Jawans get demoralised due to negative publicity on food: HC

New Delhi: Issues of poor quality food being served to the armed forces when raised on social media lower the morale of the jawans who protect the country, the Delhi High Court today said.

A bench of Acting Chief Justice Gita Mittal and Justice Anu Malhotra also said that such issues worry the families of the soldiers and give a wrong message to the society at large.

“Even the recruitment to the force suffers, which is the need of India to secure the borders of our nation,” it said.

It, however, also observed that the forces at the forward locations, near the border areas, are performing their duty in extreme weather conditions and “if they are provided better food, which the government was making available, they will also feel safe”.

The observations by the bench came while dismissing a PIL alleging that poor quality food was being served to the Border Security Force (BSF) personnel posted along the LoC.

The bench said the petitioner, who filed the PIL, had made “sweeping allegations” in his plea without making any effort to produce material to support his claims, which itself is a “irresponsible behaviour”, who even did not turn up today in the court.

The court expressed this view after the Centre contended that the allegation of BSF jawan Tej Bahadur Yadav on social media that poor quality food was being served to troopers posted along the LoC was “false” as no complaint was ever made in this regard.

The PIL was filed by Puran Chand Arya, who took voluntary retirement after serving in the CRPF for 22 years.
He faced the ire of the bench as he and his lawyer, Abhishek Chaudhary were not present today in the court which also said that such petitions should not be entertained.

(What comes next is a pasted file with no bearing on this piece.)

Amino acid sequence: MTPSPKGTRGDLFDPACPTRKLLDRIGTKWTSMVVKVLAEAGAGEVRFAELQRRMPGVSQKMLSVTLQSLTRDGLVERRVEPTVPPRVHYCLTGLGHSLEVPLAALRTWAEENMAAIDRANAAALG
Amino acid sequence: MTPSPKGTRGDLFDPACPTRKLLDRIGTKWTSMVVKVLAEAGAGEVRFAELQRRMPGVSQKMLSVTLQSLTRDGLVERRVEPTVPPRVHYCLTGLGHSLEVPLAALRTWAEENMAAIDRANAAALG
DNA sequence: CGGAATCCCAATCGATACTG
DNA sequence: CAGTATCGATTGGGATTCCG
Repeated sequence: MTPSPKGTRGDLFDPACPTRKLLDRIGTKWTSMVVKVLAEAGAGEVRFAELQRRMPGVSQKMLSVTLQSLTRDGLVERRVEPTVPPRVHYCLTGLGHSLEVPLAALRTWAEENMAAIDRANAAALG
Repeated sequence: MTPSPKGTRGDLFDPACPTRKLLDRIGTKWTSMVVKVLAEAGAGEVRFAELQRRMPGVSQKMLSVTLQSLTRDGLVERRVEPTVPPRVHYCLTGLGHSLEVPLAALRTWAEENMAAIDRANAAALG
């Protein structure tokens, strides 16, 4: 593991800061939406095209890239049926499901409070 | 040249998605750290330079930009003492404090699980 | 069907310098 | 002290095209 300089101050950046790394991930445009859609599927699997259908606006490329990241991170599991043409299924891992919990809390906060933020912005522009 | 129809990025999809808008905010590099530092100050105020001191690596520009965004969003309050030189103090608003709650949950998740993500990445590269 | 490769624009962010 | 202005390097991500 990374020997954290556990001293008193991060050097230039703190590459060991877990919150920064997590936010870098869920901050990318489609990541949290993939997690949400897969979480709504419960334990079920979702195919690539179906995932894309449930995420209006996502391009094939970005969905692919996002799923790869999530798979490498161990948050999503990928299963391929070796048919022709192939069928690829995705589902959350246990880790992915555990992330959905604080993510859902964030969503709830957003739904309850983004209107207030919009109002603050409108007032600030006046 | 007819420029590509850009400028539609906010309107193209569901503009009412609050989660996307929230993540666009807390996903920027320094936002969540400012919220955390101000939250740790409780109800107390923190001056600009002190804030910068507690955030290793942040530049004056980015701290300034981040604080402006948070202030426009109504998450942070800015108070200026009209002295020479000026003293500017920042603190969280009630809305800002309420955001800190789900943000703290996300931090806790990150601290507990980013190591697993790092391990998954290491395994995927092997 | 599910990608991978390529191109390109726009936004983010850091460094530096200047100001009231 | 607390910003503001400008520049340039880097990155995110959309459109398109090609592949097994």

Arya in his plea, had sought directions to the Home Ministry to submit a status report on the quality of food supplied to all paramilitary forces in the country.

Brushing aside the allegations levelled by Tej Bahadur Yadav in his video, the BSF had said a “very transparent system” was in place to ensure quality diet for the troopers.

On January 9, Yadav, now sacked from service, posted a video on Facebook which showed a meal box comprising a burnt chapati and watery soup-like dal which he said had only turmeric and salt.

He had claimed that this was what jawans were served as meal on duty and said they often went to bed on empty stomach.

Citing fundamental rights to equality (Article 14) and life (Article 21), the PIL had alleged that insufficient and bad quality of food was being provided to jawans.

It had sought action on the incident so that the morale of the force was not affected, besides demanding clarity on ration procurement, food preparation and servings to various categories of officers.

The BSF, however, had countered the petitioner’s claim of corruption saying there were committees to deal with purchase of food items and even inspect it after it is cooked.

The BSF had said it was “making all efforts to ensure transparent and effective measures for the procurement as well as distribution of healthy diet to all its personnel”.

It said food was cooked and distributed in BSF messes under the supervision of mess commander who is selected by troops from among the dining members through monthly mess meetings held on the 25th of each month under the supervision of the Company Commander.